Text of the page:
Typically, the employees in the trading rooms sit side by side, now the US banks are considering whether they can increase the distance between the desks and which teams should be separated to minimize the risk of infection. In addition, parts of the securities trading could be relocated to other countries if necessary, according to a large Wall Street house.
The US regulators have already warned that the institutes will have to do without up to 40 percent of their staff in the event of a serious pandemic.
At least in Asia, the big banks are already calculating the concrete economic consequences of the corona crisis. Depending on the probability of default, the financial institutions have to reserve capital for the loans granted. If the virus slows down the economy, the risk of default on the loans increases and the institutions have to put more funds into risk provisioning. This affects capital ratios and results. If the epidemic continues into the second half of the year, HSBC expects up to $ 600 million in additional burdens on the lending business.
The potential damage for the European markets is much more difficult to calculate. “At the moment, it’s like looking into a crystal ball,” says a top banker from Frankfurt. Most of his colleagues hope that Corona will end up following a similar pattern to other epidemics.
“Typically, economic activity increases quickly after a serious epidemic has subsided and there are even catch-up effects that can compensate for the economic downturn during the wave of illnesses,” said Commerzbank economists. Mark Wall, chief economist at Deutsche Bank for Europe, has a similar view, but with “considerable uncertainty” and on the condition that there is no major corona outbreak in Europe.
Loan loss provisions could increase
“If the disease spreads further and Europe slips into recession, the banks would have problems,” warns analyst Häßler. The greatest effect would probably be the higher loan loss provisions for loans at risk of default. “The Italian banks could face a special burden because they are already pushing a large portfolio of bad loans in front of them,” predicts the expert.
In autumn of last year, according to data from the European Central Bank (ECB), 7.3 percent of all loans granted by Italian banks were at risk of default, an average of just 3.4 percent across the EU.
“No comment,” says the two large banks Intesa Sanpaolo and Unicredit when asked whether they now need to change their return targets. It is too early for an assessment, says a Unicredit spokeswoman. “If the economy is not doing well, the banks will also suffer,” says financial expert Fabrizio Pagani from asset manager Muzinich & Co. The effects of the virus on all areas of public life in Italy, from production to export to tourism, are too great.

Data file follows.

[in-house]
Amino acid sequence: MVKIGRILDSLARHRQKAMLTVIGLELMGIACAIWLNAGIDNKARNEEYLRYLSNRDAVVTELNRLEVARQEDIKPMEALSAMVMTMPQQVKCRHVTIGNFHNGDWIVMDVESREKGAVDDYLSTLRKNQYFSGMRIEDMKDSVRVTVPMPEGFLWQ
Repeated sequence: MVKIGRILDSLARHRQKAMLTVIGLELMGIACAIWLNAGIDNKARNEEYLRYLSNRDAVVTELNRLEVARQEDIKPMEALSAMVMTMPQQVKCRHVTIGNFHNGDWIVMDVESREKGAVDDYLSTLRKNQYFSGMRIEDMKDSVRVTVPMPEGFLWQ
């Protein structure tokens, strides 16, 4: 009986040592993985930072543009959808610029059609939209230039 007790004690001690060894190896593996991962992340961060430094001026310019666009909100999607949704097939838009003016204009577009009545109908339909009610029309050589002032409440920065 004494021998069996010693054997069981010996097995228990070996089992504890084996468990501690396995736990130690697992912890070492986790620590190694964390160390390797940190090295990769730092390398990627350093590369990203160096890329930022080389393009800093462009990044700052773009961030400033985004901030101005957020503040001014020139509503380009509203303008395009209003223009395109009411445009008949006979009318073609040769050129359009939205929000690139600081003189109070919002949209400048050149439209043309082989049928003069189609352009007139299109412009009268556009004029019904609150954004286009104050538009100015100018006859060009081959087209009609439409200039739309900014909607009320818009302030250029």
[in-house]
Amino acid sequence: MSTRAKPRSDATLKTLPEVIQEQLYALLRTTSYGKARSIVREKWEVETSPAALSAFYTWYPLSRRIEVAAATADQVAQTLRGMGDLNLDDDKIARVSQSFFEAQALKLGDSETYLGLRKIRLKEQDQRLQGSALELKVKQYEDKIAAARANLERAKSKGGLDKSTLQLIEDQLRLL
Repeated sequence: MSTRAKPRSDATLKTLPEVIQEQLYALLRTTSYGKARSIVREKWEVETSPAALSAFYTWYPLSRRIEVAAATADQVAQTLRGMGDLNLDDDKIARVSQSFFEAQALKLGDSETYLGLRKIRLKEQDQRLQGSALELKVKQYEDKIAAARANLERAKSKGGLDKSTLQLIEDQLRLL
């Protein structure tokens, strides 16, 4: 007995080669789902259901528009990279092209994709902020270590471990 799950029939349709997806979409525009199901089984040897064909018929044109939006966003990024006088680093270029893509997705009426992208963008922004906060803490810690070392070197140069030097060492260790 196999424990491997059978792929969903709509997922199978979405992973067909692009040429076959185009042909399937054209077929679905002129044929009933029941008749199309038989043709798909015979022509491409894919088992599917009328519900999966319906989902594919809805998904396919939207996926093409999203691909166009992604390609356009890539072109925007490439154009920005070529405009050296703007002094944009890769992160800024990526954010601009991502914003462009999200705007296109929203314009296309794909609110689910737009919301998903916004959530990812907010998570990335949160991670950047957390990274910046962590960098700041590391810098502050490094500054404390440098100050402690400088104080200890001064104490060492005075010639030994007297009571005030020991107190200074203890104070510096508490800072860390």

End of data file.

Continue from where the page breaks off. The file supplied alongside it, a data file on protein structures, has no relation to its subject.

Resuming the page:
Italy’s banking system is suffering from chronically weak yields anyway. The International Monetary Fund (IMF) recently put its finger in the wound: Although the situation has recently improved, small and medium-sized banks in particular continued to suffer from the weak profitability, according to the IMF’s country report.
Yield prospects are clouding over
In Germany, the big banks are also struggling with weak prospects for returns. Analyst Häßler fears that the situation could be exacerbated by Corona: Due to the robust economy, many domestic financial institutions have historically had to save little money for bad loans in recent years. “This provision could increase significantly in the event of a recession,” says the analyst.
There is also a second effect. The margins of financial institutions could come under even greater pressure if the corona crisis forces the ECB to loosen its already extremely expansionary monetary policy even further. It can be seen from the money market that the vast majority of investors now assume that the central bank will further tighten its penalty rates for banks by December.
The price reactions on the stock market show how great the fear is that the corona crisis will leave significant traces in the balance sheets of European and German banks. At the beginning of the year, the shares of Deutsche Bank and Commerzbank recovered significantly. Since the corona virus has spread beyond China, this development has reversed.
Deutsche Bank and Commerzbank shares have both lost 18 percent since their high in mid-February. As a result, bank values fell even more than the overall market. “Commerzbank and Deutsche Bank are in the midst of a painful renovation, the plans are sewn on the edge, and major setbacks can hardly be afforded,” says a competitor’s board.
The question of how violently Corona will burden the German economy and domestic banks should also play an important role on Friday when Bundesbank President Jens Weidmann presents the Federal Reserve’s balance sheet for 2019. For security reasons, the Bundesbank is asking all journalists who have been in the regions of Asia or Europe that are at risk of corona in the past few weeks not to follow the press conference live on site, but via stream on the Internet.
But the insidious virus not only affects the large Frankfurt financial world, it has long since reached the province: The Taunussparkasse asks all of its customers for understanding that the employees will refrain from the usual handshake until further notice. Instead, the advisors would greet their guests with a friendly – and not infectious – smile.
Assistance: Elisabeth Atzler, Astrid Dörner
More: In the event of a recession, Deutsche Bank and Commerzbank would be particularly hard hit.